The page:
Quern research sheds new light on the diet of Iron Age and Roman settlement inhabitants

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Professor Harold Mytum and John Cruse examine a late-Roman hand quern
John Cruse and Professor Harold Mytum examine a late-Roman hand quern

Expert John Cruse (Yorkshire Archaeological Society) recently visited the Professor Elizabeth Slater laboratories to examine a selection of querns found in the major excavations of the Castell Henllys Iron Age fort and native Roman period settlement.

John noticed the limited number of Iron Age forms of hand quern, but larger quantity of late Roman designs. They indicate that the diet of the Castell Henllys inhabitants shifted from mainly porridge in the Iron Age to home-made bread in the Roman period.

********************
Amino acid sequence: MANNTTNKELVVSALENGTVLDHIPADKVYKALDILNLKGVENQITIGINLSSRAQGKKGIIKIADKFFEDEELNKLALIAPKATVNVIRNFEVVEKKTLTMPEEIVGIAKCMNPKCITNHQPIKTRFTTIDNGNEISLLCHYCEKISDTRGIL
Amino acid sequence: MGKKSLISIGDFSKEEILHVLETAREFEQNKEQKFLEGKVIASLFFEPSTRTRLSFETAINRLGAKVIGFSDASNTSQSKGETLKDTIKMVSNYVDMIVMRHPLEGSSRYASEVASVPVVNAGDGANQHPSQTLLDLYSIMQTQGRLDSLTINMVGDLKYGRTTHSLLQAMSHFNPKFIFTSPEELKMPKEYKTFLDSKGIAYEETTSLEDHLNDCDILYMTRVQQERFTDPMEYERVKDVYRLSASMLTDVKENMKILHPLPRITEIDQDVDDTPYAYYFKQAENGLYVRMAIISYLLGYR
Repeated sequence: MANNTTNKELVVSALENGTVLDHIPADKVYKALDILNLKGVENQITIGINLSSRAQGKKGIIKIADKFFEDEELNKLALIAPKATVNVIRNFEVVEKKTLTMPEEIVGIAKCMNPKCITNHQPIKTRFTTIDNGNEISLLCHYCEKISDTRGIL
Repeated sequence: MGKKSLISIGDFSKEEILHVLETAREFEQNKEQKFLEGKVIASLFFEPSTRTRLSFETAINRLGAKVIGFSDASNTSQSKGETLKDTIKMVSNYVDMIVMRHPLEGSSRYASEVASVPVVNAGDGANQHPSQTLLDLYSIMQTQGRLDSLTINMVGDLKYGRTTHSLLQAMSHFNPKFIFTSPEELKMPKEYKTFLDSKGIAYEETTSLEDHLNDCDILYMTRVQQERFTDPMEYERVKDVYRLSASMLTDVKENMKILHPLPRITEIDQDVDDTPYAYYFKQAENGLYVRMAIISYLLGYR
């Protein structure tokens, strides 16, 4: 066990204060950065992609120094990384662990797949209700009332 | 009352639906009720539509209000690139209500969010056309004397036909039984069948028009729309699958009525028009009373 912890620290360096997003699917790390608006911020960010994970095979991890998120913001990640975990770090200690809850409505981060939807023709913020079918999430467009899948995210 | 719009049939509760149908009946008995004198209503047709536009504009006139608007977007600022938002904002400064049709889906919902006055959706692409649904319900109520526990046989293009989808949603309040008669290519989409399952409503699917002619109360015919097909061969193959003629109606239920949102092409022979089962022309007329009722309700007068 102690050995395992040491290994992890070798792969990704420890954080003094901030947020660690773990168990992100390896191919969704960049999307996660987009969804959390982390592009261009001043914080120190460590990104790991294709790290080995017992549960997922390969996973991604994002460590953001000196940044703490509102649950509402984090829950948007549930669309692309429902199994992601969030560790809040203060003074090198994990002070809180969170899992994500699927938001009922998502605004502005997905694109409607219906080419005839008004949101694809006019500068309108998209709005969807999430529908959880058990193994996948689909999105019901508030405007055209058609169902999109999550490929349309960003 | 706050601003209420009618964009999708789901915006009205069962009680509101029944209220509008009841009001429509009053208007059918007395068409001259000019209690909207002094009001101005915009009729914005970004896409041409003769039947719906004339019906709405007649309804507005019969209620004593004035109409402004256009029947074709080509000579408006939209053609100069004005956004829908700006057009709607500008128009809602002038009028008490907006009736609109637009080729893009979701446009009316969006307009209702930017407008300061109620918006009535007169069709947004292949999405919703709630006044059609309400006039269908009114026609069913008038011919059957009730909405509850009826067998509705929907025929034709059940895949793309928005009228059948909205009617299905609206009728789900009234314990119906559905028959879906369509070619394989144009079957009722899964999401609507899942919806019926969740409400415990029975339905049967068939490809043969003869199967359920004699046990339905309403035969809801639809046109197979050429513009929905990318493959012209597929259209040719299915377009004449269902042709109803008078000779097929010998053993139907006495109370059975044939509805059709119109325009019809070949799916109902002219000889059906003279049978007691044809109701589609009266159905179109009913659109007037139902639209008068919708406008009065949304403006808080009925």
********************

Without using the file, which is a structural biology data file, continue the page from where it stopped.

John will be analysing the styles of the querns, and the rock types of which they are made, to identify cultural and trade links, and how these changed over the 800 years the site was occupied.

Professor Harold Mytum says:

The impact implications of the study are considerable and will link to the Research Excellence Framework. Querns are easy to display and resilient enough for the public to touch. There's a replica quern they use in one of the reconstructed roundhouses; after this study we can get one made that is more authentic in terms of what we have found at the site.